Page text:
DeAndre Wright (5-11, 198) is a solid cover corner, but has a small frame and had surgery on both shoulders this offseason. Will most likely have to fight for one of the last roster spots and I personally believe he'll beat out Rashad Barksdale (practice squad guy last year) and fellow draft pick Stoney Woodson for the fifth cornerback spot.

Round 7, Pick 238: Stoney Woodson, CB, South Carolina
Stoney Woodson (5-11, 197) has poor size and poor speed and I doubt he'll make a career in the NFL. He's most likely camp foder and a probable practice squad member.

Undrafted Free Agents
New York has signed six undrafted free agents so far: defensive ends Maurice Evans and Alex Field, linebacker Kenny Ingram, safeties Sha'reff Rashard and Otis Wiley and cornerback Vince Anderson. All are camp bodies who will eventually end up on the practice squad.

Sunday, April 26, 2009

Rhett Bomar Chosen by Giants

The Giants chose ex-Sam Houston and Oklahoma quarterback Rhett Bomar.

Bomar brings "speed" and a weird throwing motion to the Giants, he'll compete with David Carr for the backup to the worst starter in the NFL. (I'm an Eli hater)

Although I think Bomar will end up competing for the first one cut.

Giants add three more

Sorry, I missed three, internet was down anyways, the Giants added three more guys in the draft.

WR Ramses Barden- Barden is a big physical wideout who could be a starter but I'm projecting him as their fourth wide receiver come week one and possibly number two guy come week 17.

TE Travis Beckum- Beckum is going to play halfback, meaning he'll line up on the offensive line and only catch passes, no blocking which is a role he's comfortbale in and he should help out their offensive attack.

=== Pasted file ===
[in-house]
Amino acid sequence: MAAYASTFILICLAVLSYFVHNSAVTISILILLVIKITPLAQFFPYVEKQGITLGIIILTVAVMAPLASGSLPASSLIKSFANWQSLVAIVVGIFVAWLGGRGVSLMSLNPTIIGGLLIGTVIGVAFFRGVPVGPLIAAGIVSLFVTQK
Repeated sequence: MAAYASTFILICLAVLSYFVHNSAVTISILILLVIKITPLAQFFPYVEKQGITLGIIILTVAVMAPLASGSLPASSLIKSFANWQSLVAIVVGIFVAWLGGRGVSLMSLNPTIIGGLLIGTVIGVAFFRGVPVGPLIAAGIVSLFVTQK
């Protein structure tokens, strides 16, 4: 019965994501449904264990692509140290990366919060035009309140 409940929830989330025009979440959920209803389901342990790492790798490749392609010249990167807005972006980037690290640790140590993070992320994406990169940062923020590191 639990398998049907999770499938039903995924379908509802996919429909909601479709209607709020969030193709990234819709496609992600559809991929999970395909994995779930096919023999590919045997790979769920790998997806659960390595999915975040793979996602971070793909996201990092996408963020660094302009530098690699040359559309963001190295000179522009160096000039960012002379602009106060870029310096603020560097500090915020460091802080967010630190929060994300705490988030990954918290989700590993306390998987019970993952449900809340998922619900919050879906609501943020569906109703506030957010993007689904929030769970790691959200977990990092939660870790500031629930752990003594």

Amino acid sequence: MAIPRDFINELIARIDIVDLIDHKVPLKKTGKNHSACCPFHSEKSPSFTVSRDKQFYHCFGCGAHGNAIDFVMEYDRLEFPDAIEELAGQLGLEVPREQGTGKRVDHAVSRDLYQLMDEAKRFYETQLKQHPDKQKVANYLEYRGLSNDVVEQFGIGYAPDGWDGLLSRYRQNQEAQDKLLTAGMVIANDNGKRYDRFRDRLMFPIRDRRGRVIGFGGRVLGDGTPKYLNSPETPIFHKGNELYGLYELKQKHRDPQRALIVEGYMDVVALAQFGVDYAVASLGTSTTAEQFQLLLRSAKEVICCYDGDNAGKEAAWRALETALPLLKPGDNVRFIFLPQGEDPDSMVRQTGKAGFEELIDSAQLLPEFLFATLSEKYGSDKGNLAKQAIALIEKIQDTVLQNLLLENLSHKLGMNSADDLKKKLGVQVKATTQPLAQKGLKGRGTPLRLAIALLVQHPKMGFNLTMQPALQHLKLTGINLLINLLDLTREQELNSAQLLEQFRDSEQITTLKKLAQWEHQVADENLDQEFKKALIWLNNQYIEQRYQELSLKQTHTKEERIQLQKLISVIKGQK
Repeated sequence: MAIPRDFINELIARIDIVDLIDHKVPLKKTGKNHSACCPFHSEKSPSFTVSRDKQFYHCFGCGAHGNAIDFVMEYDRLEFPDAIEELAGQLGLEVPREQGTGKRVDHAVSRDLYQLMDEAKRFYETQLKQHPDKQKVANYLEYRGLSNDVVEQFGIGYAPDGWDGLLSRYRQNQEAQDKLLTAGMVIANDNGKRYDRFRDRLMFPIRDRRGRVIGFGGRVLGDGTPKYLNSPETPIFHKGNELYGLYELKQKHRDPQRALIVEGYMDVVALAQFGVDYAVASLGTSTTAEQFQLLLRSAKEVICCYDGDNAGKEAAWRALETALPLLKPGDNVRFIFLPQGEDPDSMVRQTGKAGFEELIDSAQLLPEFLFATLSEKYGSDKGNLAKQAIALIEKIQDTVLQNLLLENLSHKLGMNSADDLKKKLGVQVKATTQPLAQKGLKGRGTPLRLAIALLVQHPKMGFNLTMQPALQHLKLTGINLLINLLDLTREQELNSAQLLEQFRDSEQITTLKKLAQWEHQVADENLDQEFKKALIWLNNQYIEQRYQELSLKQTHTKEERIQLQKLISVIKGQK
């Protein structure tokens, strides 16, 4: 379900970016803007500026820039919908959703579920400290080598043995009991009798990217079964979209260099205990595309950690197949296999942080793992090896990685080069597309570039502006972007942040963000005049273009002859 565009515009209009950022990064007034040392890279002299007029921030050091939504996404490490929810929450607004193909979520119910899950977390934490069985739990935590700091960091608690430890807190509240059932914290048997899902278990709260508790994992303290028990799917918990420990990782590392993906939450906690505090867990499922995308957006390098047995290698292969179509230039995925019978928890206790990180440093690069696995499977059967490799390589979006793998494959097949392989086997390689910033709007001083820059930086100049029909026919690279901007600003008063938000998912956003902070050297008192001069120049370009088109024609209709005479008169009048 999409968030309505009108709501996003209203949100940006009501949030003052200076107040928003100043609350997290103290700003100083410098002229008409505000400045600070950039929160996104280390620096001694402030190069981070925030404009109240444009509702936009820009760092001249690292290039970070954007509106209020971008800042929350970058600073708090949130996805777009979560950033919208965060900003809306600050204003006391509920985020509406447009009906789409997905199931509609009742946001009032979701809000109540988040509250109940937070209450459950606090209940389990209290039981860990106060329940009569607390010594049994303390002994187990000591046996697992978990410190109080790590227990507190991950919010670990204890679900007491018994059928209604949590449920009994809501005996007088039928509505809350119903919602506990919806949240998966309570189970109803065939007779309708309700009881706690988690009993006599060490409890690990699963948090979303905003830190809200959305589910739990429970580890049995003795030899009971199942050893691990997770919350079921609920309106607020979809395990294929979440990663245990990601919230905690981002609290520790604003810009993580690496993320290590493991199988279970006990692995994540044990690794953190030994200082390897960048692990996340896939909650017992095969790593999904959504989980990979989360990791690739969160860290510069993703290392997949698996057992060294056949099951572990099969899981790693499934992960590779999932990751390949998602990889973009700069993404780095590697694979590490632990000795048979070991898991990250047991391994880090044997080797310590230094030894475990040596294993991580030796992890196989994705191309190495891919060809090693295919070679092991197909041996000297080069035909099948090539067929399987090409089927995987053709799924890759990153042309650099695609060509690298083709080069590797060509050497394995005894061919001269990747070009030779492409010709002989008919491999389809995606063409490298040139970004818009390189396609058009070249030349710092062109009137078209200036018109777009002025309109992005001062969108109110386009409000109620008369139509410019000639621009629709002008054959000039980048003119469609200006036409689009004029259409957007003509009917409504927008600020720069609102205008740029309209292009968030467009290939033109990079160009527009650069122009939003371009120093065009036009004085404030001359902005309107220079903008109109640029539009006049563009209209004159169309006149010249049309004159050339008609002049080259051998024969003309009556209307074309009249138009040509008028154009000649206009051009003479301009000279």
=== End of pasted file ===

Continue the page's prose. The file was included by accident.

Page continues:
RB Andre Brown- talented young back who will be their number three guy behind Jacobs and Bradshaw could contend for starter down the road.

Saturday, April 25, 2009

Offensive tackle William Beatty is Newest Member of the Giants

William Beatty was just selected as the 60th pick in the NFL Draft by the New York Giants.

Beatty at one point was considered a late first, early second rounder but dropped due to non-physicalness on film.

He has long term starter potential but will most likely be a swing tackle this season.

This pick probably means the end of the road for Guy Whimper as a Giant.

G-Men Take Clint Sintim 45th

Clint Sintim became the latest member of the Big Blue Wrecking Crew but at a price.

The Cleveland Browns wanted the Giants second round pick in the Braylon Edwards deal and since the Giants used it, more than likely means he'll stay a Brown.

He will play strong-side linebacker and is a downhill tackler and will fill an immediate outside linebacker need. Look for him to start week one.